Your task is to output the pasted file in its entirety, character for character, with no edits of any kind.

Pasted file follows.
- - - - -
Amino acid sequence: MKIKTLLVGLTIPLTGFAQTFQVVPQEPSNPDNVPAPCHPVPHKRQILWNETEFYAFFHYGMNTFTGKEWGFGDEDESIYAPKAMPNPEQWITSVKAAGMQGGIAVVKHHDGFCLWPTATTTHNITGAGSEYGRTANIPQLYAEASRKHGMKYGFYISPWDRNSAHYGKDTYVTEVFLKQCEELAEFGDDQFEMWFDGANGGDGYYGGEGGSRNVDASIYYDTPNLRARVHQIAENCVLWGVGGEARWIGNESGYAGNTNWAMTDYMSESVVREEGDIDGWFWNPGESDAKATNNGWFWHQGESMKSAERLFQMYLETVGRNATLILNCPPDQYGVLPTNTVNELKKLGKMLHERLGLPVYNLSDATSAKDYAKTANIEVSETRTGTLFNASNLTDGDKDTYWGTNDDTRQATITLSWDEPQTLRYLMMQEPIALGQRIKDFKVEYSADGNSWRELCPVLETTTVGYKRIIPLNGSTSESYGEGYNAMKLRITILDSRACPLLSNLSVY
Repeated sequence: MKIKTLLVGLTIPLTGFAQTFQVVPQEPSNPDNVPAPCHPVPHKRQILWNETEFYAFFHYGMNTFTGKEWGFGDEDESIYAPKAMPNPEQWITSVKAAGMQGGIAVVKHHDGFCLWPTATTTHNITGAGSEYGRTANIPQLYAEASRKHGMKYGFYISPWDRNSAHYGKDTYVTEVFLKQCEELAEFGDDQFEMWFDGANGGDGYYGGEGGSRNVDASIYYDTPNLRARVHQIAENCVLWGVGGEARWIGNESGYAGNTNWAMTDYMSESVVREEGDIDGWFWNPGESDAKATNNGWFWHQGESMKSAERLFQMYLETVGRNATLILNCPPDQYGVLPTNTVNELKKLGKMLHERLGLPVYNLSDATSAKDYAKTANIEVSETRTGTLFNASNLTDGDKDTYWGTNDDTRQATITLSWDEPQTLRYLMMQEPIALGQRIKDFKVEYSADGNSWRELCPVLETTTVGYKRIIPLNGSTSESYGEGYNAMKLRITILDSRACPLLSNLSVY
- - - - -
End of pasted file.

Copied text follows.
Amino acid sequence: MKIKTLLVGLTIPLTGFAQTFQVVPQEPSNPDNVPAPCHPVPHKRQILWNETEFYAFFHYGMNTFTGKEWGFGDEDESIYAPKAMPNPEQWITSVKAAGMQGGIAVVKHHDGFCLWPTATTTHNITGAGSEYGRTANIPQLYAEASRKHGMKYGFYISPWDRNSAHYGKDTYVTEVFLKQCEELAEFGDDQFEMWFDGANGGDGYYGGEGGSRNVDASIYYDTPNLRARVHQIAENCVLWGVGGEARWIGNESGYAGNTNWAMTDYMSESVVREEGDIDGWFWNPGESDAKATNNGWFWHQGESMKSAERLFQMYLETVGRNATLILNCPPDQYGVLPTNTVNELKKLGKMLHERLGLPVYNLSDATSAKDYAKTANIEVSETRTGTLFNASNLTDGDKDTYWGTNDDTRQATITLSWDEPQTLRYLMMQEPIALGQRIKDFKVEYSADGNSWRELCPVLETTTVGYKRIIPLNGSTSESYGEGYNAMKLRITILDSRACPLLSNLSVY
Repeated sequence: MKIKTLLVGLTIPLTGFAQTFQVVPQEPSNPDNVPAPCHPVPHKRQILWNETEFYAFFHYGMNTFTGKEWGFGDEDESIYAPKAMPNPEQWITSVKAAGMQGGIAVVKHHDGFCLWPTATTTHNITGAGSEYGRTANIPQLYAEASRKHGMKYGFYISPWDRNSAHYGKDTYVTEVFLKQCEELAEFGDDQFEMWFDGANGGDGYYGGEGGSRNVDASIYYDTPNLRARVHQIAENCVLWGVGGEARWIGNESGYAGNTNWAMTDYMSESVVREEGDIDGWFWNPGESDAKATNNGWFWHQGESMKSAERLFQMYLETVGRNATLILNCPPDQYGVLPTNTVNELKKLGKMLHERLGLPVYNLSDATSAKDYAKTANIEVSETRTGTLFNASNLTDGDKDTYWGTNDDTRQATITLSWDEPQTLRYLMMQEPIALGQRIKDFKVEYSADGNSWRELCPVLETTTVGYKRIIPLNGSTSESYGEGYNAMKLRITILDSRACPLLSNLSVY